Recently, I completed one of my favorite activities as a public relations professional: a three-day “media tour,” in which I accompanied one of our manufacturer-clients in a series of face-to-face meetings with the editor staffs of roughly a dozen trade magazines at their Chicago-area offices.
As a former trade-pub editor myself, I enjoy connecting with my old colleagues on their home turf in a relaxed and friendly setting. (Meeting with trade and consumer media in other major publishing centers for our building and architectural products field, such as New York, Washington and Des Moines, is a lot of fun, too.)
But the true beneficiaries—and properly so—are our clients and the editors themselves, who use these occasions to gain a better understanding of one another’s interests and needs on their way to forging deeper and more productive relationships.
Each media-tour meeting, which typically runs sixty to ninety minutes, merits its own approach, depending on the editor, the client and the season. But there are certain fundamentals for any get-together that will ensure success both during the meeting and in its aftermath. Pay close attention to these basics and, when all is said and done, you’ll have zero doubts about the value of the experience.
Fundamental #1: Have something to say. It’s not enough to just show up and plop down for a little coffee and chit-chat: This isn’t a chance encounter at a trade show. Editors are routinely cordial to their guests, but they will expect the meeting to have a specific intent, enabling them to learn things they don’t already know. Without a worthwhile agenda, you’ll likely have a hard time even getting on their schedules.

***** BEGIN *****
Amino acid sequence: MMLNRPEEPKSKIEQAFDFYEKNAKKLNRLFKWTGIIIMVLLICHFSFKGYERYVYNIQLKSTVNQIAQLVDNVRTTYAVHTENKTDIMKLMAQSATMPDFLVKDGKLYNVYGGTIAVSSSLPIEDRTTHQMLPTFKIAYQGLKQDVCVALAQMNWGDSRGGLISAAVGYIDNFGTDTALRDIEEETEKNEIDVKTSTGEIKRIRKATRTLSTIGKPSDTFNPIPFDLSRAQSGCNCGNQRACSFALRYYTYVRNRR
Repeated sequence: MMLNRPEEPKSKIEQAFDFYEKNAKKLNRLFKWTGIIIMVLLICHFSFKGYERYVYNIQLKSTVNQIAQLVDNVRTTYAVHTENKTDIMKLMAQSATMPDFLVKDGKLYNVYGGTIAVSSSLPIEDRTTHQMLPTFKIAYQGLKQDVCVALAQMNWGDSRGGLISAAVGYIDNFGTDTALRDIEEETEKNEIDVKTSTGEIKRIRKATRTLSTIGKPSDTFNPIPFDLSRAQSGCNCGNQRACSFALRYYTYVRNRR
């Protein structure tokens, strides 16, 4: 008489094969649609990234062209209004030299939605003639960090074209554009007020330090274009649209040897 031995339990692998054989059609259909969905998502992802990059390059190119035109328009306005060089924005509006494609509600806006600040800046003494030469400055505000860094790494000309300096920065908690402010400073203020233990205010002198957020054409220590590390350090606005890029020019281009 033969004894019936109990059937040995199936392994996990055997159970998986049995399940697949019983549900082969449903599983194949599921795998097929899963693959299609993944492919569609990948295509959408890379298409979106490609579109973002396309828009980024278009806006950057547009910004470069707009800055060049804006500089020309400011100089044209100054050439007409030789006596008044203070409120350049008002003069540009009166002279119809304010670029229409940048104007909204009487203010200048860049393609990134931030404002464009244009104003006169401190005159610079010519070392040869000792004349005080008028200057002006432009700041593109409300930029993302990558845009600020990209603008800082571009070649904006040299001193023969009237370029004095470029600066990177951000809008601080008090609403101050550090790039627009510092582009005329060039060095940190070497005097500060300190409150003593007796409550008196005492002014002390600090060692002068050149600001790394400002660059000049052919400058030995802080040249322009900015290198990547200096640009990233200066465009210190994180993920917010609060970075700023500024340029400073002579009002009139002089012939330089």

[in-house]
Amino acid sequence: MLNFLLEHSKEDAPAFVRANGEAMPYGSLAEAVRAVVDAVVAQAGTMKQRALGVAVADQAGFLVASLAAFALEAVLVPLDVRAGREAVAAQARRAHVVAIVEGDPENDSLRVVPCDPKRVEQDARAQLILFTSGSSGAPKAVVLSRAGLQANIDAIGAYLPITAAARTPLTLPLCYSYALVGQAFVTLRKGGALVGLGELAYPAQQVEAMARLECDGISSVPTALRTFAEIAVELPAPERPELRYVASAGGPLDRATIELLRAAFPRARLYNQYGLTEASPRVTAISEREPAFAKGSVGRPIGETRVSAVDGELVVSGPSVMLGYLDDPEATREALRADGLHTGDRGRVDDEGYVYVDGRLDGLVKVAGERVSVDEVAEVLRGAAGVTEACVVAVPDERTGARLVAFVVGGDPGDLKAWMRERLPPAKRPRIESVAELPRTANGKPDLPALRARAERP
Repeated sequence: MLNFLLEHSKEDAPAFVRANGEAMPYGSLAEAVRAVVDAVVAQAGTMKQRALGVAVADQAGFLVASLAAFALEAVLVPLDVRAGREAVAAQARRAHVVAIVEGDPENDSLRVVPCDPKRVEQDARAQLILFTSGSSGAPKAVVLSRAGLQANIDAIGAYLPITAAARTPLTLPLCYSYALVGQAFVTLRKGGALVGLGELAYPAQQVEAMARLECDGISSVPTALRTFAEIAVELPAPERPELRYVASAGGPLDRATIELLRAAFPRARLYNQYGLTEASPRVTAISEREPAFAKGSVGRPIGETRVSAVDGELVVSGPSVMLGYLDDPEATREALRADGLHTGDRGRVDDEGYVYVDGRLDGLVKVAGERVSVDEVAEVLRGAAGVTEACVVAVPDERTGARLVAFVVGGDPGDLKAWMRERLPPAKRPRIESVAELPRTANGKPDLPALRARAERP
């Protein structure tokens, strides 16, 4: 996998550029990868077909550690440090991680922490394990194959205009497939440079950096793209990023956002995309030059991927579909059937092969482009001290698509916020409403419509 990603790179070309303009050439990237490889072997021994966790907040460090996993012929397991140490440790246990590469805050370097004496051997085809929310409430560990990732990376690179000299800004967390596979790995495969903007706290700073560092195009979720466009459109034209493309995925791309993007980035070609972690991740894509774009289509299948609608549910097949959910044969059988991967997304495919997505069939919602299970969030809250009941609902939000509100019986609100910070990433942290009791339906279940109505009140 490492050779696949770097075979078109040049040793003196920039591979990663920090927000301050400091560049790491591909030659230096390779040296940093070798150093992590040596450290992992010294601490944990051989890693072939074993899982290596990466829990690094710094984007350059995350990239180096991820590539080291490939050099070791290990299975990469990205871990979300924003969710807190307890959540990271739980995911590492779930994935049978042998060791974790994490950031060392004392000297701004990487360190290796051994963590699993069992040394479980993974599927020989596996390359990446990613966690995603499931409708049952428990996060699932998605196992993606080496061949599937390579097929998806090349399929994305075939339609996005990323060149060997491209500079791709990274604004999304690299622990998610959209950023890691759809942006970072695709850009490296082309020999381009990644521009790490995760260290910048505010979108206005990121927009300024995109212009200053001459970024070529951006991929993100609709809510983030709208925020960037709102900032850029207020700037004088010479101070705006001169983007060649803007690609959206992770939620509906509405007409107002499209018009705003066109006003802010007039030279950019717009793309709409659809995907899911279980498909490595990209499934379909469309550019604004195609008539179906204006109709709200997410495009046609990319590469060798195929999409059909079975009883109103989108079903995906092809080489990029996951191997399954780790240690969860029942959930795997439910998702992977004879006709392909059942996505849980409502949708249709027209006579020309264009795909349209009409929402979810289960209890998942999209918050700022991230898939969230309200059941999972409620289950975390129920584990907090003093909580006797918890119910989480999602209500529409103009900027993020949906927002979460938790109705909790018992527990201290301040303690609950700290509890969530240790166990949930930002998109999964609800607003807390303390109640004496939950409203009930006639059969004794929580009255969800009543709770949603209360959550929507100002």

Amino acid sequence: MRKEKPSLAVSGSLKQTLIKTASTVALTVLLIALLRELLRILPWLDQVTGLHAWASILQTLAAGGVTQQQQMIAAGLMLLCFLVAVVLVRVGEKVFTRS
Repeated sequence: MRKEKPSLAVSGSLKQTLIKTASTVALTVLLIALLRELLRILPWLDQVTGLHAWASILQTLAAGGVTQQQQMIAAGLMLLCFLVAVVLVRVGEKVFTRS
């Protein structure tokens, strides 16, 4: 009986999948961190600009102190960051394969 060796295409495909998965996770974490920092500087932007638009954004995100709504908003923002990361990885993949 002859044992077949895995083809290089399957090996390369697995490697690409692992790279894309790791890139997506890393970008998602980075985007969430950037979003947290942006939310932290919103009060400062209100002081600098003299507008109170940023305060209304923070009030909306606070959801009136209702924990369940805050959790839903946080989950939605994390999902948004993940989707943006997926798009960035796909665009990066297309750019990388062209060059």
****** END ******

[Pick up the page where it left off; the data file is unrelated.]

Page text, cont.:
Previewing a new product is a great way to anchor a media tour: An editor’s main mission is to report on “what’s new,” so your audience will welcome an in-depth look at your latest offering. This approach is also a great way to generate a quick and tangible payoff on your meeting in the form of coverage of your new product in an upcoming issue.
But editors are also on the prowl for content that is more general and not-so-brand-centric in scope. They need “big ideas” they can readily translate into feature stories, in line with their published editorial calendars.
So, in addition to announcing your newest product and what makes it so special, put all those messages in the context of the industry zeitgeist: Why this particular product at this particular time for this particular audience? What needs does it meet? How does it fit in with the general direction of the market? How does it differ from what came before?
What’s more, those questions need not be confined to a new product. Editors will generally welcome your POV on the overall industry (or at least your product category): where it’s been, where it’s headed and why, and how you are adjusting your strategies in response.
This type of big-picture presentation will deliver compelling ideas around which editors can build their own trends stories. And when they finally get around to writing such a story, guess whom they are most likely to contact for further insights and information?
Check back tomorrow for three more fundamental elements of a successful media tour, as well as a gallery of images from a recent tour for Uponor.